Welcome to the Chatham sisterhood, future Cougar! Every week this summer, look for new advice from Chatham women who can't wait to see you on campus.
Have a question you hope we'll answer or a topic you'd like us to cover? Email Campus Correspondent Mara Flanagan (email@example.com)!
HC writers such as Elana Altman of Wellesley and Rachel Peck of Barnard give great examples of what to expect at a women's college. Now, we're giving you the Dos and Don'ts of surviving your first year at Chatham.
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DO embrace your nervousness.
For many students, the women's college environment isn't something they're one hundred percent sure they'll love. "As a student coming from a co-ed public high school, I had a healthy amount of skepticism when it came to making the transition to a single-sex institution," says Shannon. "In fact, the 'all-female' aspect was the one and only thing that I was not sure I would like about Chatham."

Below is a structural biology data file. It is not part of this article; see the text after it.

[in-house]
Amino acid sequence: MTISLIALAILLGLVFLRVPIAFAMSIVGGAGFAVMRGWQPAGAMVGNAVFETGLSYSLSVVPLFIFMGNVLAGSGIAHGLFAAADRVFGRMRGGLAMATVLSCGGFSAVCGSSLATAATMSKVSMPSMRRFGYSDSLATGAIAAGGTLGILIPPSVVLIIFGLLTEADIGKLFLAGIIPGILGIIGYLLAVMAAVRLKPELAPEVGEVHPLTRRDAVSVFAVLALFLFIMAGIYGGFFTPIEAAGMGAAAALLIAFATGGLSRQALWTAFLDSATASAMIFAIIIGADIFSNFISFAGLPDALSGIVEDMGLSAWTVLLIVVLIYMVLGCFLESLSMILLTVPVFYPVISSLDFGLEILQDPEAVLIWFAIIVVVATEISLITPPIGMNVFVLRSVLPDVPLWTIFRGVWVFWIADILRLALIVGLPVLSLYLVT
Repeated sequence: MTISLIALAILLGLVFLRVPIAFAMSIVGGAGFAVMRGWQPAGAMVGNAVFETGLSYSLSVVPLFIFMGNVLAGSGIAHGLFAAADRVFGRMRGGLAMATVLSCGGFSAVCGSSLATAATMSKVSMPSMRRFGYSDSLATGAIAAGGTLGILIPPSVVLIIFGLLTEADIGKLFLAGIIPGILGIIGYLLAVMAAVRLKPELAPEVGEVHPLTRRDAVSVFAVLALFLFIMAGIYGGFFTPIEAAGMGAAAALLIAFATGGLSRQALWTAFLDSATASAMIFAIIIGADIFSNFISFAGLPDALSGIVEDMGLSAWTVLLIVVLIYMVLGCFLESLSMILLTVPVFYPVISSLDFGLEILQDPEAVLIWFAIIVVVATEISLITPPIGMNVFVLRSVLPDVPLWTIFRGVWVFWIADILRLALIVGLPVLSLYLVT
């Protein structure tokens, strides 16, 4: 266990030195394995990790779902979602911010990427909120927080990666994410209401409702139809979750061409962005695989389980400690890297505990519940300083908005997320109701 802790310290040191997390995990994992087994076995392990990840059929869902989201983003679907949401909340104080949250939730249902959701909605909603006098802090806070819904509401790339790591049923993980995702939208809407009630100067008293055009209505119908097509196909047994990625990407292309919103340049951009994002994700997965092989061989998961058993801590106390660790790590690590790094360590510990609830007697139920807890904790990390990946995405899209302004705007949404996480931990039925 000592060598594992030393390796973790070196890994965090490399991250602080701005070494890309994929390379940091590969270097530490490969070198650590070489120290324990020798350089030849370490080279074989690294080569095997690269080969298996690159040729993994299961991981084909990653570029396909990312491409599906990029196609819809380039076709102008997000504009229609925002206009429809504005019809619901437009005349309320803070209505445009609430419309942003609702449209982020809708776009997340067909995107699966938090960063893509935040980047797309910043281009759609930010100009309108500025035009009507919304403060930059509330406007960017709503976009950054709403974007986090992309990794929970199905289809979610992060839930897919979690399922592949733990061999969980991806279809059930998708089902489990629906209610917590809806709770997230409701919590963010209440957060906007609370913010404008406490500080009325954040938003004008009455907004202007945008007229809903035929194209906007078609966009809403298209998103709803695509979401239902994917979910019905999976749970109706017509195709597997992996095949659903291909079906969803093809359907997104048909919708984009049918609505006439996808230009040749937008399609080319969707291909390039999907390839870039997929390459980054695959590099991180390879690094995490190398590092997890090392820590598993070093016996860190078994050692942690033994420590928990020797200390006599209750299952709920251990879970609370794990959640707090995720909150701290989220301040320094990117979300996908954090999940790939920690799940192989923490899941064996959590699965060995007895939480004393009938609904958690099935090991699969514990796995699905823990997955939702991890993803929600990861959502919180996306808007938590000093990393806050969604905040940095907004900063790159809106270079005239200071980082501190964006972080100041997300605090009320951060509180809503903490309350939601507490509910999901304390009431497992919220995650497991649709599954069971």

The reality is that for many incoming students, Chatham is unlike any learning experience they've had. Some find it's not for them; others find it's home. The important thing to remember is that there's no pressure. You can try the food, tour the dorms and sit in on a class months before you make your decision, but it's almost impossible to test out life at a women's college before you get there. Move in with the comfort of knowing that nearly everyone has the same reservations you do; chances are, with an open mind, you'll find your place.
Though Stephanie picked Chatham partially because it’s a women’s college, even she was surprised by how easy it feels to have ladies in the classroom. “It wasn’t strange or different at all,” she says. “Chatham students are so diverse, so the dynamic of a variegated environment was very much present.” Shannon agrees: “I think the thing that surprised me most about single-sex education was that it was really not all that different from co-ed education.”
It’s true: while boys were common in many high school classrooms, the shift to a women's college isn't as drastic as you might expect. “People always ask me what it’s like to be in a classroom of only females, but in all honesty, I don’t notice that often,” says Gretchen. “They’re just my classmates.”
DON'T fight the empowerment.
As many women's college students and graduates note, feminism is an important part of going to a women’s college. By the end of your first year, you'll have signed more petitions and learned more statistics than you ever have before. “I think what surprised me most was the male teachers who talked about women’s empowerment and women’s lib,” says Catherine. “That was unexpected!”